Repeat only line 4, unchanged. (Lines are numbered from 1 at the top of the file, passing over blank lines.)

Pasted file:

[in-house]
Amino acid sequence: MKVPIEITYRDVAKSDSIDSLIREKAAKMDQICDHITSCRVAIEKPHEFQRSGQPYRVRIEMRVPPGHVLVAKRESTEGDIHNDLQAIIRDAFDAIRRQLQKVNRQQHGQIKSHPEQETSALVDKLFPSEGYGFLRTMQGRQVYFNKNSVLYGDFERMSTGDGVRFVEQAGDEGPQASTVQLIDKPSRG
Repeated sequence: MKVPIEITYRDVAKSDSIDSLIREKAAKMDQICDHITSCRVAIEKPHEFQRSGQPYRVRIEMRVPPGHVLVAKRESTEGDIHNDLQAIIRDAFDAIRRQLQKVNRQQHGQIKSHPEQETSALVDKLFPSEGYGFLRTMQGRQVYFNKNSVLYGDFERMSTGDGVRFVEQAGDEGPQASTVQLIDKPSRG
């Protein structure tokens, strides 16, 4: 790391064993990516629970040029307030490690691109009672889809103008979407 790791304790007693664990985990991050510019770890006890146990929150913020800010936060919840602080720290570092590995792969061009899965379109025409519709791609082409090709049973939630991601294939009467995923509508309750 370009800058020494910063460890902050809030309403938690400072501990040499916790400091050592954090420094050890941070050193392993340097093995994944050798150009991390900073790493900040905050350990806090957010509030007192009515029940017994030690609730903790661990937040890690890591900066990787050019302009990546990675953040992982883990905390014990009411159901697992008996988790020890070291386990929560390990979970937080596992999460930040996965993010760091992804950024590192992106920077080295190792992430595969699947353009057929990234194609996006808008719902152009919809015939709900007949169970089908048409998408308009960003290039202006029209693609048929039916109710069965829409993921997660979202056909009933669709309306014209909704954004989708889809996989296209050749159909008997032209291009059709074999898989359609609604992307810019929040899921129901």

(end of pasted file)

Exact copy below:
């Protein structure tokens, strides 16, 4: 790391064993990516629970040029307030490690691109009672889809103008979407 790791304790007693664990985990991050510019770890006890146990929150913020800010936060919840602080720290570092590995792969061009899965379109025409519709791609082409090709049973939630991601294939009467995923509508309750 370009800058020494910063460890902050809030309403938690400072501990040499916790400091050592954090420094050890941070050193392993340097093995994944050798150009991390900073790493900040905050350990806090957010509030007192009515029940017994030690609730903790661990937040890690890591900066990787050019302009990546990675953040992982883990905390014990009411159901697992008996988790020890070291386990929560390990979970937080596992999460930040996965993010760091992804950024590192992106920077080295190792992430595969699947353009057929990234194609996006808008719902152009919809015939709900007949169970089908048409998408308009960003290039202006029209693609048929039916109710069965829409993921997660979202056909009933669709309306014209909704954004989708889809996989296209050749159909008997032209291009059709074999898989359609609604992307810019929040899921129901």